$240 IDE or SCSI-3 internal version $340 external SCSI-3 version
In a Nutshell
* Manufacturer is the best supported in cdrecord 1.8
* Large 4 MB read buffer
* Upgradeable firmware
* Multi-function drive supports 8x record, 4x rewrite, and 24x data read
* No offical Linux support
On a Silver Platter: Yamaha’s CRW8424 is flat out the best CD burner on the market.
* Average access speed: 140ms
* Maximum data transfer rate: 3,600 KB/sec
* Loading mechanism: tray
* CD-ROM XA (photo and video CD)
* CD-Extra and Video CD
While CD-Recording software packages under Linux still aren’t as user friendly and feature-packed as are their Windows equivalents, free software GUIs like X-CD-Roast have made CD creation under Linux a more enjoyable experience. The real question is which CD burner to buy, as not all of them are equally compatible with Linux out of the box.
Since the inception of CD-R technology, one company has stood above the rest: Yamaha. It was one of the first companies to market a CD-R device, and it quickly built a reputation for fast, high-quality products. This explains why its drives are almost universally supported in CD-R software and PC operating systems. Unfortunately, Yamaha’s products have traditionally been more expensive than the alternatives, so they remained largely a professional solution.
Almost five years after the introduction of CD-R, it’s still safe to say that Yamaha is the drive to be compared to, even though other companies like Plextor and Smart & Friendly (who have both introduced 12x recorders) have repeatedly leapfrogged the company in recorder speed. Yamaha’s latest SCSI burner, the 8424SZ, isn’t the fastest drive you can get, but it should re-establish the notion that Yamaha is still the best-engineered drive available, and at a street price of $240. The drive features 8x write/4x rewrite/24x read capability, a 4 MB buffer, and software-upgradeable firmware — all ingredients of a top-notch CD recorder.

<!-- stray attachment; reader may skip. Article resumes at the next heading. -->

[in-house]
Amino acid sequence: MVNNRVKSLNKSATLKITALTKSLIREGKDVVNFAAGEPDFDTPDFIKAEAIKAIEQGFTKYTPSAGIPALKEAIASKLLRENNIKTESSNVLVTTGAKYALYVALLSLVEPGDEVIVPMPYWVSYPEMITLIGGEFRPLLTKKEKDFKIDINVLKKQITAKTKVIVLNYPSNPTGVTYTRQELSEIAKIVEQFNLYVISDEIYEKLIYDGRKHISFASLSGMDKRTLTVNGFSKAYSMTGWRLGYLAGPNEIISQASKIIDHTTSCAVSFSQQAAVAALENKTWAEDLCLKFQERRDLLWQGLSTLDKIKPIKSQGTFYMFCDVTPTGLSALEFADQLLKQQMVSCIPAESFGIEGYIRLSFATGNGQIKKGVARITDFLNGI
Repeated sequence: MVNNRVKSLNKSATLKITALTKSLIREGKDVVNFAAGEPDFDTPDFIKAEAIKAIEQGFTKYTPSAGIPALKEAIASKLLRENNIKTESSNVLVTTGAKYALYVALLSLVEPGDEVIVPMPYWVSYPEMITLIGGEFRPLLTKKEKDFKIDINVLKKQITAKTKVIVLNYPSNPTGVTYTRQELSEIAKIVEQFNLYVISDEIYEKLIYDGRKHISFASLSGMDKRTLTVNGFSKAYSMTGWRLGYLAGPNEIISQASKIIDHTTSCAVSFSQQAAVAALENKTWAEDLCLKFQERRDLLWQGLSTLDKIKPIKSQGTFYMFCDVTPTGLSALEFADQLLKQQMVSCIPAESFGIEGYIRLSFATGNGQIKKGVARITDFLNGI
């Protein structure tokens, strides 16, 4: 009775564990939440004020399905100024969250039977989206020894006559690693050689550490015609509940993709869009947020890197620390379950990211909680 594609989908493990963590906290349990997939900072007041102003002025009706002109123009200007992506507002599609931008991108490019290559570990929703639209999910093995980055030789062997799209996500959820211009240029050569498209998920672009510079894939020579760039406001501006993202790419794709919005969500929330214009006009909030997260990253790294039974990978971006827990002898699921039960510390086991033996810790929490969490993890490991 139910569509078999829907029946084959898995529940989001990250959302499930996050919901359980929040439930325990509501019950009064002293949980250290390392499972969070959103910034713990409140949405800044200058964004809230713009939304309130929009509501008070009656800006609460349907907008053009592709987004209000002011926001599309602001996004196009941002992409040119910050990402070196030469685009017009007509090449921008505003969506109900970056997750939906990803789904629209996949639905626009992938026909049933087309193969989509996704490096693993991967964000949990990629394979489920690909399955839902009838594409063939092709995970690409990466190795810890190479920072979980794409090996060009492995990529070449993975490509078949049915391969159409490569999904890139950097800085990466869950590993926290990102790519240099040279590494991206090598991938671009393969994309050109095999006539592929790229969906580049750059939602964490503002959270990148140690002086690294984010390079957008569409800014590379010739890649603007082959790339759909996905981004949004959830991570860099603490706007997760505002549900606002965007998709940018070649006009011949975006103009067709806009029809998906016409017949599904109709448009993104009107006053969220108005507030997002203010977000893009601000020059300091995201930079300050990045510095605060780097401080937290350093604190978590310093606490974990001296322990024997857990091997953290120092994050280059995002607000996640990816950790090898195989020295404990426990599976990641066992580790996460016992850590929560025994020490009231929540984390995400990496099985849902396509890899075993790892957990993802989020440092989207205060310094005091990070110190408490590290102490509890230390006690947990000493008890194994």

While Yamaha could not confirm that this drive was compatible with Linux, it was listed in the device- compatibility table of Joerg Schilling’s cdrecord layer (version 1.8), as were all of Yamaha’s previous drives.
Using cdrecord layer 1.8 and the latest versions of X-CD-Roast, Gcombust, and KisoCD, we wrote CD-R disks at 8x and CD-RW disks at 4x via an Adaptec 2940AU SCSI host adapter. For our CD-R test, we burned a Linux-Mandrake ISO image on Ricoh Platinum 74min 8x certified media (silver phthalocyanine), as well as Ritek 80-minute 8x Platinum and Kodak Gold disks. For CD-RW tests at 4x, we used redbook audio tracks stripped from the Sounds of Slashdot audio CD distributed at LinuxWorld Expo. After two hours of continuous burning the drive exhibited no signs of overheating and was silent throughout our tests. Every CD-R we created was flawless, and we encountered no buffer underruns or read errors.
We also tested the drive’s performance as a CD reader. While not as fast as current 32x readers, it should serve quite well as a single reader/ writer solution. The drive consistently read data at 24x speeds and performed digital audio extraction at 16x, making it well suited for CD-ripping.
The CRW8424 comes in internal/ external SCSI and ATAPI/IDE versions. While we prefer SCSI burners for their overall superior reliability and data throughput, an IDE drive from Yamaha should be a good alternative for those who want to save the cost of a SCSI host adapter.
We were quite impressed with the Yamaha CRW8424 and found it to be a great drive for anyone interested in recording audio or data CDs on Linux or any other PC platform.
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